Montgomery’s past is packed with world-changing events, and now, the city is making history again, this time in an unexpected way: Montgomery is quickly making a name for itself as one of the Southeast’s most vibrant and most strategic “cyber cities.”

By leveraging its large collection of resources and pooling talent, Montgomery is growing into a tech hub that will foster innovation and create jobs, Joe Greene, the Chamber’s VP for Military and Innovative Strategies, explained. “We have unique assets here in the River Region,” he said. “There is no other place in the country that has all of the Department of Defense (DoD) assets we have located in one spot. That makes us the perfect location to become a cyber leader for the Air Force and to create a common DoD/commercial infrastructure that becomes a virtual sandbox for cyber Innovation.”


Both Maxwell AFB and Gunter play major roles in the Air Force’s and our entire military’s cyber defense and cyber strategies efforts, and the effects of this spill over the bases’ borders into the rest of the area. “The Defense Information Systems Agency datacenter, located on Maxwell-Gunter, stores all of the electronic medical records for the entire Department of Defense. It is the largest Oracle database in the world. It is also one of only two military cloud datacenters for all of the DoD,” Greene said. Plus, the Program Executive Office for Business Enterprise Systems develops, acquires and sustains all of the applications for the Air Force globally, and the 26th Network Operations Squadron operates and defends the Air Force network worldwide. “With these missions combined with Air University and the recently established Air Force Cyber College, you have a convergence of Air Force tech and cyber talent from all over the world gathering right here,” Greene said.

In the private sector, the new RSA Data center, which is one of the most sophisticated in the country, and the MGMix Internet Exchange are crucial pieces of the equation. Plus, add the city’s five universities and a strong city-county partnership, and the stage is set for what Greene and others believe will be some exciting progress in the next few years, progress that will bring positives to everyone in the area. “All these elements give us a huge knowledge base and a lot of capability, and put together, they create a pretty powerful synergy in terms of cyber and technology,” said Carl Barranco, the City of Montgomery’s new Cyber Coordinator. “The way we are using them will come into play for every one of us, for all of our day-to-day activities as it moves forward. It is not just the military; it’s not just business. It’s for everyone.”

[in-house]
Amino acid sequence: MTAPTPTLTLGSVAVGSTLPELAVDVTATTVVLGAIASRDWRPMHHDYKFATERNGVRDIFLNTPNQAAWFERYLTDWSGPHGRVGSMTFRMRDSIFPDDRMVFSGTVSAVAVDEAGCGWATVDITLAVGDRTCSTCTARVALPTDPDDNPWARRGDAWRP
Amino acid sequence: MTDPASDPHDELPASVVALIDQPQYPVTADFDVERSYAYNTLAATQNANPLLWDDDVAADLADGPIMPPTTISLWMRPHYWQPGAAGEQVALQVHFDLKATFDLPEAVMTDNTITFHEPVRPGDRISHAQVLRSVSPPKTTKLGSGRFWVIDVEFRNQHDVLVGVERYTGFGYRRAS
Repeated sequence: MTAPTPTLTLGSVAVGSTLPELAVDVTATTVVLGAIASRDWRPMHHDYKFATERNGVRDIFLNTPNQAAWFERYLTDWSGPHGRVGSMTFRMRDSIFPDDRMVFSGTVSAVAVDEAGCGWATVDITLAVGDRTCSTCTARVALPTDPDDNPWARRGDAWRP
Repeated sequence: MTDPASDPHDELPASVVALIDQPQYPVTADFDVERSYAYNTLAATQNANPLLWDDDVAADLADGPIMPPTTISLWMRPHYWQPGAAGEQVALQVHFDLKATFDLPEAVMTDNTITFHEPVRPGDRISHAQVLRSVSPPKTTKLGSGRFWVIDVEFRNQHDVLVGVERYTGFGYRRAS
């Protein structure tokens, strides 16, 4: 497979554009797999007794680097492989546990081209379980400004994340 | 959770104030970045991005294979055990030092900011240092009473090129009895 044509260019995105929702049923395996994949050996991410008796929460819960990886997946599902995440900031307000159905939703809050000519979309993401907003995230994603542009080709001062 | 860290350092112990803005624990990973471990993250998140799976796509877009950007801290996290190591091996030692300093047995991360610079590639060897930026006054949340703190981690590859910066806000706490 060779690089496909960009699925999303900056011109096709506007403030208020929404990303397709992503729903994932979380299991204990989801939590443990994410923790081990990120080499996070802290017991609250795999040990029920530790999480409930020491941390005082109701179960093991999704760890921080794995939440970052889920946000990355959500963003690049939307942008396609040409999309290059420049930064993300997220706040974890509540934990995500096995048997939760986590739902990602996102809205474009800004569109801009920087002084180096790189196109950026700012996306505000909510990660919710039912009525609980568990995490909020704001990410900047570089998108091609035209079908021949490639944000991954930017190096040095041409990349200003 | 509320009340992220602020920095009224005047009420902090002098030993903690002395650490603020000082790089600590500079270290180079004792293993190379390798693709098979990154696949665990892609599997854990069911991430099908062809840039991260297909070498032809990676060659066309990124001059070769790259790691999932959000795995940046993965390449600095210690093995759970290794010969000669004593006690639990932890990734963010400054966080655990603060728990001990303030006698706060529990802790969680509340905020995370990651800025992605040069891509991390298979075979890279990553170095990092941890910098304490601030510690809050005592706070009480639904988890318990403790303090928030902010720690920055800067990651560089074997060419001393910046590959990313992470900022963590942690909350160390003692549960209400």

The picture Greene and Barranco paint is impressive, but how do all these things bring new businesses and help existing companies? According to Greene, in several ways. “Because of groups like hackMGM, we have the opportunity to develop these ideas into new businesses and new jobs,” he said. “And the internet exchange aids current and existing businesses by significantly reducing what they pay for internet services.” The internet exchange is already delivering cost savings. Several State of Alabama entities have connected to the exchange and cut their spending by two-thirds, translating into nearly $14,000 a month saved.

Jason Asbury, President of Warren Averett Technology Group, shares Greene’s sentiments on the bottom-line benefits of MGMix. He offered a few other positives too. “It has already brought more players to the area as it relates to carrier service options. More providers equal more competition and lower prices with better and faster services. Big name providers like Hurricane Electric and Akamai have seen the value of our exchange, and they have invested in our technical community. This brings faster access to the rest of the world, and it better secures our Internet experiences,” he said. “Additionally, as the exchange grows, there will be increased opportunities for low-cost data sharing and storing of Open Source information. These benefits are the beginning of a new era of IT jobs and services that the River Region will have to offer to our residents and businesses. Our future is bright and the MGMix is adding to the shine.”